The apartments at Hahne & Co. started welcoming residents in February. Forty percent of apartments in Hahne’s were set aside as affordable residences. View: corner of New & Halsey Streets. Photo: Andaiye Taylor
If you’ve been around for a while, you know that “renaissance” has been the watchword in Newark for decades. But with $2 billion dollars’ worth of development far along in planning, newly minted or rising out of the ground, signs point to the fact that something is shifting in town, for real this time.
But for whom? Exactly how inclusive Newark’s new era will be is a question some residents and other critics are asking more and more as announcements of new development and amenities accelerate.
Here at BrickCityLive.com, we see it all the time. When we post stories about what’s coming to town, some Newarkers applaud and say, “It’s about time.” But others question who new development and attractions are meant for, while pointing to fundamental aspects of city life–public safety, education, city services–that affect residents unevenly depending on their means or where in town they live.
There are questions about whether the concessions the city sometimes makes to attract development, particularly in the form of longer-term tax abatements, are worth their weight in terms of the jobs, housing opportunities, and multiplier effect they’re intended to have on the local economy. A recent report by WNYC raised critical questions about the fate of the city’s renters as redevelopment takes hold, especially given low levels of home ownership by Newarkers.
And then there’s the framing of Newark development by media. Again and again, the development spree here has inspired journalists and other Newark watchers to compare the city to Brooklyn, where “live from Bedford Stuyvesant” today carries a much different connotation than when “the livest one,” The Notorious B.I.G., spit the opening lyrics to his track “Unbelievable” back in 1995.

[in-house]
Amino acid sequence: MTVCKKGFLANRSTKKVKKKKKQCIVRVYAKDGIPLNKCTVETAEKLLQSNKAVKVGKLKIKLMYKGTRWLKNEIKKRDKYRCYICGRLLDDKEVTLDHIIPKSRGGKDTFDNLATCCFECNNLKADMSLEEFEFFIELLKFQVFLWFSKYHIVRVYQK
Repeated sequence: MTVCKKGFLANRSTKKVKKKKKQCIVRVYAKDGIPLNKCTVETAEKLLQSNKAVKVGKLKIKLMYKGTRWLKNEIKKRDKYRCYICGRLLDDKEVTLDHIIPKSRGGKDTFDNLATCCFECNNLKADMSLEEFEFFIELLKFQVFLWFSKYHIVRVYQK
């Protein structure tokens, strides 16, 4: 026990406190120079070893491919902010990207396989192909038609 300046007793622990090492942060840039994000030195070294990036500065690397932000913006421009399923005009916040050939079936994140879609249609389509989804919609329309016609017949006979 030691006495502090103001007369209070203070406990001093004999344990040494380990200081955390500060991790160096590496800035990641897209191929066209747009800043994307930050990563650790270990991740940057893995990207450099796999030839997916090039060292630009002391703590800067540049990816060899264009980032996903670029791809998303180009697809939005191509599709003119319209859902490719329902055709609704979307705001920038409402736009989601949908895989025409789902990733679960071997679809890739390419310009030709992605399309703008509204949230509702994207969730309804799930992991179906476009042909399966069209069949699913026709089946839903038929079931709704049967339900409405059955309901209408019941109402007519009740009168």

Back then, according to Biggie’s autobiographical track “Juicy,” neighborhood residents were calling police on him when he was “just trying to make some money to feed [his] daughter” by hustling in front of Brooklyn buildings. Nearly 20 years later, the third-floor apartment in the six-unit building on St. James Place where Biggie and his mother lived–the one he’d dubbed a “one-room shack”–was listed for $725,000.
That’s the apartment, not the building.
The Notorious B.I.G.’s Brooklyn apartment building. Apartment 3L, where he lived, sold for $825,000 in 2013. Image: Google Maps
It ultimately sold for $100,000 above its asking price–almost double its selling price a scant ten years earlier. And it wasn’t because of its famous former resident. In fact, a contemporaneous New York Daily News article profiling Biggie’s old stomping ground depicts a litany of neighbors who pointedly say they don’t know, barely know, or don’t care about the world famous Brooklyn-born-and-bred MC who put Bed-Stuy on the map for his millions of fans.
Others–longstanding residents and business owners–discussed the fact that they were being priced out of area, and were forced to move to adjacent neighborhoods just to make rent. “Call the crib/Same number, same hood/It’s all good?” Not so much.